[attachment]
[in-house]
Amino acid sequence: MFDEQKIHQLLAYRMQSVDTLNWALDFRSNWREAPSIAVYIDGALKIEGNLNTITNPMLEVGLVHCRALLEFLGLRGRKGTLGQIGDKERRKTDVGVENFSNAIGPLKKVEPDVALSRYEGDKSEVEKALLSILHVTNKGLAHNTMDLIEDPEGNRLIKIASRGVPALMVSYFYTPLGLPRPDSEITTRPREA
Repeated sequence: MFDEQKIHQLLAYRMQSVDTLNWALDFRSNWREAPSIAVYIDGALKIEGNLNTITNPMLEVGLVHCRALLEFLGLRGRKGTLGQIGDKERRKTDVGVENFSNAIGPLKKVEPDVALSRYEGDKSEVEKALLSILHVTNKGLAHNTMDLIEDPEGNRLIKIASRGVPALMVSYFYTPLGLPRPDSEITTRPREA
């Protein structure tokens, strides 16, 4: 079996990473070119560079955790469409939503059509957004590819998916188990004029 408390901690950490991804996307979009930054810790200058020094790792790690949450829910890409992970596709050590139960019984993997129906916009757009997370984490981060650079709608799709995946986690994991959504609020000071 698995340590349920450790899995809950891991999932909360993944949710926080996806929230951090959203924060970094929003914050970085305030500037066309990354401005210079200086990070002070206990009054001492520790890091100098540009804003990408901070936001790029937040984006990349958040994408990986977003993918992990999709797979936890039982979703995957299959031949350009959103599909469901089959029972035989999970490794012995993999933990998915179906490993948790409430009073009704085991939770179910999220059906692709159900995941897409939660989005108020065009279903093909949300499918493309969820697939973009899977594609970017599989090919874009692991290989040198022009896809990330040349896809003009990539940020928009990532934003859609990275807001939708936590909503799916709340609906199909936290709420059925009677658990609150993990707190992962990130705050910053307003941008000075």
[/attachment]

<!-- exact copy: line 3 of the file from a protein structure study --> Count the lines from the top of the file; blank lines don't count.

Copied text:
Repeated sequence: MFDEQKIHQLLAYRMQSVDTLNWALDFRSNWREAPSIAVYIDGALKIEGNLNTITNPMLEVGLVHCRALLEFLGLRGRKGTLGQIGDKERRKTDVGVENFSNAIGPLKKVEPDVALSRYEGDKSEVEKALLSILHVTNKGLAHNTMDLIEDPEGNRLIKIASRGVPALMVSYFYTPLGLPRPDSEITTRPREA